By Jane Pravdashin
It’s no secret that the health and wellness sector is booming, with a current global valuation at $1.5tn. But for Paris Alexandra and Alicia Ferguson – co-owners of BK Yoga Club in Brooklyn, New York – providing a healing space for Bipoc bodies is more than just a savvy business venture. Their body-positive, inclusive yoga studio is an urban sanctuary where people of color can nurture their bodies without shame.
It’s a calling that Alexandra and Ferguson take seriously, especially in light of the white-dominated world of North American yoga. “Our bodies might look different than the traditional European body shape,” says Ferguson. “We want to be in places where we see other Black and Brown bodies moving and breathing and coming together around the idea of creativity.”
Ferguson and Alexandra first launched BK Yoga Club in 2019, only to have their original Dumbo location shuttered by Covid-19 last year. The duo got a fresh new start this summer – this time, in the historically Black neighborhood of Bedford-Stuyvesant. In addition to a brand-new studio, they’ve opened On Dekalb by BK Yoga Club, a studio space and coffee shop that sells tea and homewares by Black and brown makers and hosts a book club spotlighting Black authors.
A reverence for the shared experiences of their Black and brown clientele is at the core of Ferguson and Alexandra’s mission
What was the inspiration behind the studio?
Alicia Ferguson: When you think of Brooklyn you don’t think of yoga studios, and you don’t think of Black folks coming together and centering around the idea of wellness through the lens of yoga. We just wanted to be that representation that wasn’t seen.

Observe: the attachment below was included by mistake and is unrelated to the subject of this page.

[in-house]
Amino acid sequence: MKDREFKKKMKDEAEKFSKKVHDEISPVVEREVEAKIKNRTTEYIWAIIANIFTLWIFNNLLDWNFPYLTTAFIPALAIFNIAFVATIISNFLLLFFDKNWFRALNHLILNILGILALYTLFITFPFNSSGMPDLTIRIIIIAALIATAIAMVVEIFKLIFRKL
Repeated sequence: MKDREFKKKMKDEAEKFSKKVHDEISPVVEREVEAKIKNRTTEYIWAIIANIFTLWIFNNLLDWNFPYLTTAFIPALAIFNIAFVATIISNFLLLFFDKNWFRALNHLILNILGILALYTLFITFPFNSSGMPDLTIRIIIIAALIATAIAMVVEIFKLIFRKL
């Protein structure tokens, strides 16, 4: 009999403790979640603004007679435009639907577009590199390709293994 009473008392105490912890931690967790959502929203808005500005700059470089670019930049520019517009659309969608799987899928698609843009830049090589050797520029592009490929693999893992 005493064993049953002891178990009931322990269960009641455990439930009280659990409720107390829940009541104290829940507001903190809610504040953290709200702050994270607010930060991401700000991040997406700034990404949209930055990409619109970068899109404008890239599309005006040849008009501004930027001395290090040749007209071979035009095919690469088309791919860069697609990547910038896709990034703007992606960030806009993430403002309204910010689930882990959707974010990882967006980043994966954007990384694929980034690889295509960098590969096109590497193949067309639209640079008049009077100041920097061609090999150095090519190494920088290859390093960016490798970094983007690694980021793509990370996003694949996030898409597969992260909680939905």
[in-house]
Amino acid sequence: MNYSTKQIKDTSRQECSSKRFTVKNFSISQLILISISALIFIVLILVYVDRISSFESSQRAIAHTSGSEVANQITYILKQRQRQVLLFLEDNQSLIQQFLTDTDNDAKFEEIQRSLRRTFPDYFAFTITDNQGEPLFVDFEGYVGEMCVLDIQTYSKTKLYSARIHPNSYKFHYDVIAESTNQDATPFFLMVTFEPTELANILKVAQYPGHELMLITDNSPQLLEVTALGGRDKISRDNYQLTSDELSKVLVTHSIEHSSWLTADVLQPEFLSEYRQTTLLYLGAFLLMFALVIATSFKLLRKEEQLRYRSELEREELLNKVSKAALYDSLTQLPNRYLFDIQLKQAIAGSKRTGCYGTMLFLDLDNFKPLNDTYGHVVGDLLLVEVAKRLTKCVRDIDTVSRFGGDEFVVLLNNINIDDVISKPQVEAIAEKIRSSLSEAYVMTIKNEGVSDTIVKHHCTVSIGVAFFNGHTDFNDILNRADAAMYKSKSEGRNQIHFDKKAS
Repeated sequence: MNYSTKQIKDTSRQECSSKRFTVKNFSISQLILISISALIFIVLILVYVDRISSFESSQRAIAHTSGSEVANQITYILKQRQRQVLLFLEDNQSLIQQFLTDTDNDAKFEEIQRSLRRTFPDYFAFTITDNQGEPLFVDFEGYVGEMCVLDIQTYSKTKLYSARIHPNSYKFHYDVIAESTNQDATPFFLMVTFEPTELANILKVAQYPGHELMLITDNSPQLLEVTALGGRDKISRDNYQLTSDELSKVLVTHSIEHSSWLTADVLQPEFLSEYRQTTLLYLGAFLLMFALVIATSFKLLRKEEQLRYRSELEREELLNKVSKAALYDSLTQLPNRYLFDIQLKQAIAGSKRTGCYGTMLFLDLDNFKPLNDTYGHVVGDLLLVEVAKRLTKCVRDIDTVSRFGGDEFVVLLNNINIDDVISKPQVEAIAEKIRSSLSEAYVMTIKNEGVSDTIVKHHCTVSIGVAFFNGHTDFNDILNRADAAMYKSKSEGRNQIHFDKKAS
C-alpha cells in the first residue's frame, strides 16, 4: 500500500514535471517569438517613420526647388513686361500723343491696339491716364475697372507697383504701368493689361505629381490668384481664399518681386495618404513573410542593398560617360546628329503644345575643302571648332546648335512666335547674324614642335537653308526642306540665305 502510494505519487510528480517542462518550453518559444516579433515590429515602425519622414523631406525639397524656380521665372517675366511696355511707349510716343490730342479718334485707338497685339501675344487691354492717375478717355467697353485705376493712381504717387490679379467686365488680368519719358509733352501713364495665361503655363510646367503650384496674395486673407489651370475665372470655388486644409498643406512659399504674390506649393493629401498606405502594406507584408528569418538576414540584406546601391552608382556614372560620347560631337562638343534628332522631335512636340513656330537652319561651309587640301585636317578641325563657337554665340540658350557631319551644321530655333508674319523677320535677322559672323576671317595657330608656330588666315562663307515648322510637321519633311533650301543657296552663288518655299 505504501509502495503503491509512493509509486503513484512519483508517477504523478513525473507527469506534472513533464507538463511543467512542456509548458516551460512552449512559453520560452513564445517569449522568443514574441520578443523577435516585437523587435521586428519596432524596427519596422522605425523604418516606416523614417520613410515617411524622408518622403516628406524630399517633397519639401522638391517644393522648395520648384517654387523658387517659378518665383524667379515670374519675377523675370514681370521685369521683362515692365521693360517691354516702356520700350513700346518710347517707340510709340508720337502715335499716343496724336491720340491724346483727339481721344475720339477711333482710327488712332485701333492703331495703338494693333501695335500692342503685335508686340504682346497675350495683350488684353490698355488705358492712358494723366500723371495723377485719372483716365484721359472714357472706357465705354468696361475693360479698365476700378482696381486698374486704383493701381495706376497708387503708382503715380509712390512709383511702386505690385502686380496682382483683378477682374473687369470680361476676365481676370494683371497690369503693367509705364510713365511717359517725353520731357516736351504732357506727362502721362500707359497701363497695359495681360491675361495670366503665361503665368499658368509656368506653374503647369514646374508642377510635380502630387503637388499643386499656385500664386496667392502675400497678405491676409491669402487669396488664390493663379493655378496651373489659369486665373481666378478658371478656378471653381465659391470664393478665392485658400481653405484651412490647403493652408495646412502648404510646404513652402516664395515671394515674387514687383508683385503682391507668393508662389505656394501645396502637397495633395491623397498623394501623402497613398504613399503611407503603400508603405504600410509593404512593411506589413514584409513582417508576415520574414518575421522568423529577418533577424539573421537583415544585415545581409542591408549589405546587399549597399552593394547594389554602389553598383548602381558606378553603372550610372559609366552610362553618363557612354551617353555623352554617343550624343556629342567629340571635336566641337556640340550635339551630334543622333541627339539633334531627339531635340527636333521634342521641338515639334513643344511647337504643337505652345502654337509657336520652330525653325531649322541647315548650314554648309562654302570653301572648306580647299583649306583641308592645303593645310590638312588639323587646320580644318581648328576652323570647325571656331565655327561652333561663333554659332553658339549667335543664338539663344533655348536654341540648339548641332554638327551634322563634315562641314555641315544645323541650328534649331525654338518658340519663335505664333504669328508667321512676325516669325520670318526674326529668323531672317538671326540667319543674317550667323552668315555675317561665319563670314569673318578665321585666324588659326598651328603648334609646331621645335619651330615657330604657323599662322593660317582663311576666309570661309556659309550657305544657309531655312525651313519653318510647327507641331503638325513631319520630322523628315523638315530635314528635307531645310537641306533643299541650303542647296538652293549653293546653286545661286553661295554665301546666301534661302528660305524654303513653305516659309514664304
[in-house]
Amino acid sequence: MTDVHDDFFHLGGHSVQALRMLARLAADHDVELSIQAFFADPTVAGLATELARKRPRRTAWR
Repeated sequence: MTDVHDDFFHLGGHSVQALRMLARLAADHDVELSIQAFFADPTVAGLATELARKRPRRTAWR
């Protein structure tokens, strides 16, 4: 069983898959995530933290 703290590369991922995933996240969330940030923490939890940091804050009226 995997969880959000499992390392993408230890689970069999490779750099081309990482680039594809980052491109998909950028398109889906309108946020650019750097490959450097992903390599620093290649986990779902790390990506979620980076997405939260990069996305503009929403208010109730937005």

How important is it to have plus-size representation at the BK Yoga Club?
Paris Alexandra: I always say self-determination is an important thing at BK Yoga Club where people get to define their journey. So, wherever they are on that journey of cultivating self-acceptance, we want to meet them there. The whole premise of body positivity is to look for strength and look for markers of success outside of losing weight. It’s about focusing on what it means to build habits, and really focusing on those markers of success that inevitably help us build a sustainable, healthy lifestyle.
How does your space help Black people release the trauma we carry as a result of the Black experience in the US?
Ferguson: As Black folks, there are so many microaggressions and offenses we hold in our bodies. Yoga allows us, specifically as Black folks, to release. We don’t need to hold on to that, or feel like we need to shoulder the weight of what goes on in society, or [negative] family dynamics that continue to perpetuate. We really get to allow ourselves the space to discuss how we’re feeling, say we’re not OK and to breathe through it, move through it, and stretch through it.
How did you weather Covid-19?
Ferguson: We just started picking up steam when Covid hit. We took a moment to pray about it, and what we were getting was to be still, pray and try not to feel anxious. So we asked, “How can we be of service?” We looked at what the community needed, and we started creating the programming. We went digital fairly quickly and partnered with therapists in our network to offer a support group called Hey Sis, You Good? It was a space to unburden yourself.
Tell me about On Dekalb by BK Yoga Club
Ferguson: A coffee shop was part of our original vision for BK Yoga Club. When I moved to Brooklyn, coffee shops were where you found out everything about the people in your neighborhood, and who had something to rent or give away. Creating that space, where people don’t necessarily have to take yoga but can feel grounded or centered, is important.
How is storytelling an integral part of your practice?
Ferguson: We’re really showing the breadth of what Blackness looks like. Our experiences are so different, and we get to show that through the space. You notice that even in our Instagram. Storytelling in general, and telling the stories of Black women, is important. It’s the lens that I see everything through, and how we show up in life.
Alexandra: In our space, we celebrate Blackness and the multi-dimensionality of who we are as Black folks. We don’t ask permission. It’s about knowing we are worthy of celebration, and we are worthy of our joy. It’s really about telling our stories collectively and I guess, by default, that is tackling anti-Blackness. But we aren’t defending our Blackness.
See Original Article at Fast Sentinel